Everyone knows Silicon Valley is a boys’ club. The needs of women are often ignored when it comes to business, but the story developing around the alleged rape and brutalization of a girlfriend by a Silicon Valley hotshot indicates that lack of effort carries into the personal realm as well.
Michael Arrington, tech magnate and founder of TechCrunch, has long been known for temper tantrums. His former girlfriend, Jenn Allen — the CEO and founder of the start-up RTist.com — recently took to Facebook to accuse him of some nasty stuff. Allegedly, he was constantly violent, raped her and another woman, and threatened to “murder” her if she told a soul.
That is disturbing, yes. But what is most disturbing is that many people in Silicon Valley had heard about his alleged violent tendencies towards women for years and never said anything, fearing repercussions by the constantly angry man who controlled so much in the land of tech.
Arrington’s legendary temper and deep connections in Silicon Valley and the most powerful media outlets earned him the ability to do whatever he pleased with no fear of being confronted. While this apparent bully might have been stopped years ago, bystanders preferred their comfortable lives in Silicon Valley while others suffered terribly at Arrington’s hand.
Loren Feldman, a former friend of Arrington’s and a well-known tech blogger, posted a video to his blog saying, "It's been the worst kept rumor in the valley for years,” and said he knows two other women who have been beaten by Arrington — but, as you might imagine, never takes responsibility for or even addresses never having come forward about this issue until now.
"I think he did it," Feldman said. "Personally, I think he did it. I think he did all the things [Jenn Allen] spoke about.”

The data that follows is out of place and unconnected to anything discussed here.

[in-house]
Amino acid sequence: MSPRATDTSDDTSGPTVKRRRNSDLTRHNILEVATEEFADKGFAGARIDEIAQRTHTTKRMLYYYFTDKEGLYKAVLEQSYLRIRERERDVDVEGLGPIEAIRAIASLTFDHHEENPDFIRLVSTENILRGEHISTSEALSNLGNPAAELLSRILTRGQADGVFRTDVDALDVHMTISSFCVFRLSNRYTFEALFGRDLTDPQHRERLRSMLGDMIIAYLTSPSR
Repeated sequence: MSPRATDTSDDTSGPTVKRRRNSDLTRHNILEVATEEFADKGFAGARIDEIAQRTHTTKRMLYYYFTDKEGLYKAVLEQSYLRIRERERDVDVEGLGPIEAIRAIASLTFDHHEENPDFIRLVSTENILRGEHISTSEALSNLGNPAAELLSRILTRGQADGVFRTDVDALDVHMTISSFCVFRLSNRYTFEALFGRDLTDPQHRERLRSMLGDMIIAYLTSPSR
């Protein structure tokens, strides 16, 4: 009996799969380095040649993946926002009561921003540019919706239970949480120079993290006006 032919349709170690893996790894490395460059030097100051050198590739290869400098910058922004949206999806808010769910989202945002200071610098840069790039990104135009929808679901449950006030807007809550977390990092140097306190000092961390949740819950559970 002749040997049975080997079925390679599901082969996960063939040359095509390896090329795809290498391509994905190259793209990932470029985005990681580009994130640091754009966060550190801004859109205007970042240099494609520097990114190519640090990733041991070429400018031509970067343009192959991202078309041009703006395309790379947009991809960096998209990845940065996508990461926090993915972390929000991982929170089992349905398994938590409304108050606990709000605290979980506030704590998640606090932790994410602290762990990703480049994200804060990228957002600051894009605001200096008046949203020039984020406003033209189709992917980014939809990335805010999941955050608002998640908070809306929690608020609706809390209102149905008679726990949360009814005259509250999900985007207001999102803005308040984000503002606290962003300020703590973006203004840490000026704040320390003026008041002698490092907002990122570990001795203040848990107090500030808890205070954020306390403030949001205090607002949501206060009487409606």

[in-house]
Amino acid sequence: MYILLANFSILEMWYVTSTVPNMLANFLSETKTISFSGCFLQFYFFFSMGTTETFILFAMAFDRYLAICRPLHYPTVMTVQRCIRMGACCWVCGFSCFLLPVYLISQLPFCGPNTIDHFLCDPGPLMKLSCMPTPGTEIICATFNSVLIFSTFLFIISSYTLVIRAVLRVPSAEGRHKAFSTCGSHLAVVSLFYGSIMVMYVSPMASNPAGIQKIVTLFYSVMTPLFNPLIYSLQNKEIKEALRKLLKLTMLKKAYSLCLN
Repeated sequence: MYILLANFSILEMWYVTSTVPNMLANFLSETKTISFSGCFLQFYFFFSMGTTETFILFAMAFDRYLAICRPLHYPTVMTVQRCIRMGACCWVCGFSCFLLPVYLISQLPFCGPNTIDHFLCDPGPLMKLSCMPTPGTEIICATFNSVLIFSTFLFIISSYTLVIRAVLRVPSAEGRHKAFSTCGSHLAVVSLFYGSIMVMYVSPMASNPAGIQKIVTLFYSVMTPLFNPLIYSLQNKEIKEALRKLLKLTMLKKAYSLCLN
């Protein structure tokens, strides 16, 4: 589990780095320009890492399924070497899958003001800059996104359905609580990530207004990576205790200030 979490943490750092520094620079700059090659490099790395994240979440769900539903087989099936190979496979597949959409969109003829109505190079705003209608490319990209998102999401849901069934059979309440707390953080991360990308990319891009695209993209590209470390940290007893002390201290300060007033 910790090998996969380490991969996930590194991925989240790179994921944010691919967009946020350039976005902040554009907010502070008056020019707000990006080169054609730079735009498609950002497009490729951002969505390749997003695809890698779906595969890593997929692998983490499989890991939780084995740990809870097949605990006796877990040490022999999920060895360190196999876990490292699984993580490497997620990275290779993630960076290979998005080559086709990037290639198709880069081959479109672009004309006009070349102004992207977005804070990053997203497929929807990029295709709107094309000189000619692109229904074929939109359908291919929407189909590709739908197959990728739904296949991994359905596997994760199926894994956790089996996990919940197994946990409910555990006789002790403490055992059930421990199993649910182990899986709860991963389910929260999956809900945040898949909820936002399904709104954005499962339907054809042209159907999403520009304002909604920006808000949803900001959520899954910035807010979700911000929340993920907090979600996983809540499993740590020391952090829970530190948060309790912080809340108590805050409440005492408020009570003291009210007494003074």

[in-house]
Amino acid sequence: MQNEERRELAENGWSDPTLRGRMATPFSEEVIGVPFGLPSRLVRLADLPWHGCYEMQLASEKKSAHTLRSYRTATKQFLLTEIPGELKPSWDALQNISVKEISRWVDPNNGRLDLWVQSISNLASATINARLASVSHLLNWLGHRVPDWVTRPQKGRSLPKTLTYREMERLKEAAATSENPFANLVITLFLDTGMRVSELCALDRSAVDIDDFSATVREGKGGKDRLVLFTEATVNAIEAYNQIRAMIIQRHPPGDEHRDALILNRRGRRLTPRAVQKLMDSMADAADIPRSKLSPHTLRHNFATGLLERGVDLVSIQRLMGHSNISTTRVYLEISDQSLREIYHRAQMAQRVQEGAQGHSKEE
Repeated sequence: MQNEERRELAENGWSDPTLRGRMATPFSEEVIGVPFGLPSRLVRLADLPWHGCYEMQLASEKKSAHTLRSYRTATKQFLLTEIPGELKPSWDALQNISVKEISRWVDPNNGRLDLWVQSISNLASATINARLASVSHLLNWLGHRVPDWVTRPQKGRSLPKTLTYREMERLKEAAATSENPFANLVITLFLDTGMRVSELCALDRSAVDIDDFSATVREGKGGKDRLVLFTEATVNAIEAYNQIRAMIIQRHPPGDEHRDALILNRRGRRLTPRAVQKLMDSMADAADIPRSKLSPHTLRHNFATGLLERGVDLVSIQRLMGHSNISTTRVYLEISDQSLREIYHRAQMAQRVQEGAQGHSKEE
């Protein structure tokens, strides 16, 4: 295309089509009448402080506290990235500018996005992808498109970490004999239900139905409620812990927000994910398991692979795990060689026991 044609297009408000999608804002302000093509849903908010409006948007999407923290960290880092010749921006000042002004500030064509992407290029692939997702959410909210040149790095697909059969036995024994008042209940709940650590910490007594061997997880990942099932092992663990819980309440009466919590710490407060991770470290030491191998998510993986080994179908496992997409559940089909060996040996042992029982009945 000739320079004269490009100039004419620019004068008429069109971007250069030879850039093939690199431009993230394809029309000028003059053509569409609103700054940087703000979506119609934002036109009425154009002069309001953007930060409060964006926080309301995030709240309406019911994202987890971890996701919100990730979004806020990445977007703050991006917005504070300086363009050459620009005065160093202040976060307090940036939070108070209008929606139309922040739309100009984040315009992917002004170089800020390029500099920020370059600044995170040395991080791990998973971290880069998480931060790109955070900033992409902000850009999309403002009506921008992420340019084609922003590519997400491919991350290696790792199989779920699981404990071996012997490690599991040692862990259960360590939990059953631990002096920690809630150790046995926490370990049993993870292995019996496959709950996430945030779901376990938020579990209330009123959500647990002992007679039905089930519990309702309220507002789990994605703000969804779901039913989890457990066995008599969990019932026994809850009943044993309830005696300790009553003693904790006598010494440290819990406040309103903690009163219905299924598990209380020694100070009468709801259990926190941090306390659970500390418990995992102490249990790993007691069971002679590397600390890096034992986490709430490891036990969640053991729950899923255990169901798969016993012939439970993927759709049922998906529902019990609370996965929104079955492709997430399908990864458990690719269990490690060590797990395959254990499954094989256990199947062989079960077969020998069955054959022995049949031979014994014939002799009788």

Another former friend of Arrington’s, and his former (and now estranged) business partner, Jason Calacanis, took to Facebook yesterday to vent his feelings about the issue. While he never calls Arrington by name, it’s obvious that he’s talking about him, and even talked about Arrington’s violence towards him:
“I went to bat for the person until eventually they sucker punched me so hard that I couldn't go to bat for them no more.”
Fine, he punched you. Stay silent if you want (even if just figuratively). But what about those other people he brutalized that you knew about the entire time?
“Then story after horrific story of unimaginable behavior were told to me in private and I said nothing. Just stayed focused on my work,” he wrote. “Now all those stories are coming out publicly and there is no victory for anyone involved. Seeing the bully finally meet his demise is just sad.”
Actually, if the allegations against Arrington turn out to be true, I’d call his demise a long awaited victory.
The isolation of women in Silicon Valley may not be solved from a business perspective any time soon. Structural barriers will have to be overcome, and even in a fast-paced and constantly changing environment, change like that comes slowly. What can be done immediately and could have been done all along, however, is standing up for the few women who are present in Silicon Valley. Standing idly by while you hear horror stories of abuse and rape doesn’t cut it, and those that said nothing during this time are just as responsible for the abuse as the abuser. This needs to be a wake up call for the Valley – and a quick one.